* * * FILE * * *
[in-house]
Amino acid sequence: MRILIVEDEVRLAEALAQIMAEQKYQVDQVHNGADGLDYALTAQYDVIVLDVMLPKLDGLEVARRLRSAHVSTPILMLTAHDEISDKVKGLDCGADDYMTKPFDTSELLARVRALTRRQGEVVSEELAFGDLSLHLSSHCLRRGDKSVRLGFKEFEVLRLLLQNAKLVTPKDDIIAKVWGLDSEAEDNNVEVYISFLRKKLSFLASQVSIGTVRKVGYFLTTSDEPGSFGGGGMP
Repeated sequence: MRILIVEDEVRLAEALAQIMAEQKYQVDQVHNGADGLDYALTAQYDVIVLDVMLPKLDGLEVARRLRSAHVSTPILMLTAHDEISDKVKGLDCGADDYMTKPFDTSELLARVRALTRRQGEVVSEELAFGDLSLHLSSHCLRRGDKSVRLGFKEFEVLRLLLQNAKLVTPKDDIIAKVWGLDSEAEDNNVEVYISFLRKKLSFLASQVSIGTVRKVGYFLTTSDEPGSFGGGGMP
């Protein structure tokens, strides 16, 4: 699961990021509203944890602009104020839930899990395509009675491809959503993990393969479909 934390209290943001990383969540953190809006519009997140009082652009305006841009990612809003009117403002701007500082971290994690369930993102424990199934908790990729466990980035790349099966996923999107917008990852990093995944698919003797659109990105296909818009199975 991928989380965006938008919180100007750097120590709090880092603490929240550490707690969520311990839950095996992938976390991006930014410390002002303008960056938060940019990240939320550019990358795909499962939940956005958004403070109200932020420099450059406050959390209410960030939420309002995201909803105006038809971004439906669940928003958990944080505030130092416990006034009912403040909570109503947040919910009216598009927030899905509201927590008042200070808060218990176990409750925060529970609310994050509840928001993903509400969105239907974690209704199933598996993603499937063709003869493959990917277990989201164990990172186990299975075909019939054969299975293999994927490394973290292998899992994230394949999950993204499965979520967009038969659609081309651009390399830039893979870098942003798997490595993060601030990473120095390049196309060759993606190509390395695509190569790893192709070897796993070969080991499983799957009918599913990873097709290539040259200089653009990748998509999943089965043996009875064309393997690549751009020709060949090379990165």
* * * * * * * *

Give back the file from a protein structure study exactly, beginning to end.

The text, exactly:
[in-house]
Amino acid sequence: MRILIVEDEVRLAEALAQIMAEQKYQVDQVHNGADGLDYALTAQYDVIVLDVMLPKLDGLEVARRLRSAHVSTPILMLTAHDEISDKVKGLDCGADDYMTKPFDTSELLARVRALTRRQGEVVSEELAFGDLSLHLSSHCLRRGDKSVRLGFKEFEVLRLLLQNAKLVTPKDDIIAKVWGLDSEAEDNNVEVYISFLRKKLSFLASQVSIGTVRKVGYFLTTSDEPGSFGGGGMP
Repeated sequence: MRILIVEDEVRLAEALAQIMAEQKYQVDQVHNGADGLDYALTAQYDVIVLDVMLPKLDGLEVARRLRSAHVSTPILMLTAHDEISDKVKGLDCGADDYMTKPFDTSELLARVRALTRRQGEVVSEELAFGDLSLHLSSHCLRRGDKSVRLGFKEFEVLRLLLQNAKLVTPKDDIIAKVWGLDSEAEDNNVEVYISFLRKKLSFLASQVSIGTVRKVGYFLTTSDEPGSFGGGGMP
């Protein structure tokens, strides 16, 4: 699961990021509203944890602009104020839930899990395509009675491809959503993990393969479909 934390209290943001990383969540953190809006519009997140009082652009305006841009990612809003009117403002701007500082971290994690369930993102424990199934908790990729466990980035790349099966996923999107917008990852990093995944698919003797659109990105296909818009199975 991928989380965006938008919180100007750097120590709090880092603490929240550490707690969520311990839950095996992938976390991006930014410390002002303008960056938060940019990240939320550019990358795909499962939940956005958004403070109200932020420099450059406050959390209410960030939420309002995201909803105006038809971004439906669940928003958990944080505030130092416990006034009912403040909570109503947040919910009216598009927030899905509201927590008042200070808060218990176990409750925060529970609310994050509840928001993903509400969105239907974690209704199933598996993603499937063709003869493959990917277990989201164990990172186990299975075909019939054969299975293999994927490394973290292998899992994230394949999950993204499965979520967009038969659609081309651009390399830039893979870098942003798997490595993060601030990473120095390049196309060759993606190509390395695509190569790893192709070897796993070969080991499983799957009918599913990873097709290539040259200089653009990748998509999943089965043996009875064309393997690549751009020709060949090379990165």